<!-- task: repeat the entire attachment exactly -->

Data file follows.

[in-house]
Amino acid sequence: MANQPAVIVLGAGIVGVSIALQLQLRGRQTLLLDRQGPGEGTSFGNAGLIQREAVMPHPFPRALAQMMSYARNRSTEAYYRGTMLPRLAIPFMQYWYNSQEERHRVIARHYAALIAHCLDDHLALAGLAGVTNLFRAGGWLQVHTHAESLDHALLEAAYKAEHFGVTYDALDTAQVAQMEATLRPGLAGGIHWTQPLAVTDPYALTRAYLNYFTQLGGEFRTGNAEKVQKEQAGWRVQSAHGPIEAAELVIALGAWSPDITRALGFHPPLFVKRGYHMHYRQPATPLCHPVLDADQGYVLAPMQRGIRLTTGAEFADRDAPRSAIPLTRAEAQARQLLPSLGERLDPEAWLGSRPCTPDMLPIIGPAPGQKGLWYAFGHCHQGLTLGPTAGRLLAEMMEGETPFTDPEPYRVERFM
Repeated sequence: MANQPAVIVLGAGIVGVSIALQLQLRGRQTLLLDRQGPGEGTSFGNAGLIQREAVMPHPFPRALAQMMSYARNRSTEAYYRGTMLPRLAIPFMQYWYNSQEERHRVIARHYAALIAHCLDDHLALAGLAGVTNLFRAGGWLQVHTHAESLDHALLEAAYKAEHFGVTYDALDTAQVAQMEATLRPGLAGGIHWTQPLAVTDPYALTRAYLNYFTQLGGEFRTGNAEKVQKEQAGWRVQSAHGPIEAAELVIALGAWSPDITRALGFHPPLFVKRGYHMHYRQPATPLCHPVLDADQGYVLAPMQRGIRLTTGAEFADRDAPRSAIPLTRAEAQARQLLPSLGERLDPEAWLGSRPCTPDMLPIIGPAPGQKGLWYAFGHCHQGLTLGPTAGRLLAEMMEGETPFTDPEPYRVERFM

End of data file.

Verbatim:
[in-house]
Amino acid sequence: MANQPAVIVLGAGIVGVSIALQLQLRGRQTLLLDRQGPGEGTSFGNAGLIQREAVMPHPFPRALAQMMSYARNRSTEAYYRGTMLPRLAIPFMQYWYNSQEERHRVIARHYAALIAHCLDDHLALAGLAGVTNLFRAGGWLQVHTHAESLDHALLEAAYKAEHFGVTYDALDTAQVAQMEATLRPGLAGGIHWTQPLAVTDPYALTRAYLNYFTQLGGEFRTGNAEKVQKEQAGWRVQSAHGPIEAAELVIALGAWSPDITRALGFHPPLFVKRGYHMHYRQPATPLCHPVLDADQGYVLAPMQRGIRLTTGAEFADRDAPRSAIPLTRAEAQARQLLPSLGERLDPEAWLGSRPCTPDMLPIIGPAPGQKGLWYAFGHCHQGLTLGPTAGRLLAEMMEGETPFTDPEPYRVERFM
Repeated sequence: MANQPAVIVLGAGIVGVSIALQLQLRGRQTLLLDRQGPGEGTSFGNAGLIQREAVMPHPFPRALAQMMSYARNRSTEAYYRGTMLPRLAIPFMQYWYNSQEERHRVIARHYAALIAHCLDDHLALAGLAGVTNLFRAGGWLQVHTHAESLDHALLEAAYKAEHFGVTYDALDTAQVAQMEATLRPGLAGGIHWTQPLAVTDPYALTRAYLNYFTQLGGEFRTGNAEKVQKEQAGWRVQSAHGPIEAAELVIALGAWSPDITRALGFHPPLFVKRGYHMHYRQPATPLCHPVLDADQGYVLAPMQRGIRLTTGAEFADRDAPRSAIPLTRAEAQARQLLPSLGERLDPEAWLGSRPCTPDMLPIIGPAPGQKGLWYAFGHCHQGLTLGPTAGRLLAEMMEGETPFTDPEPYRVERFM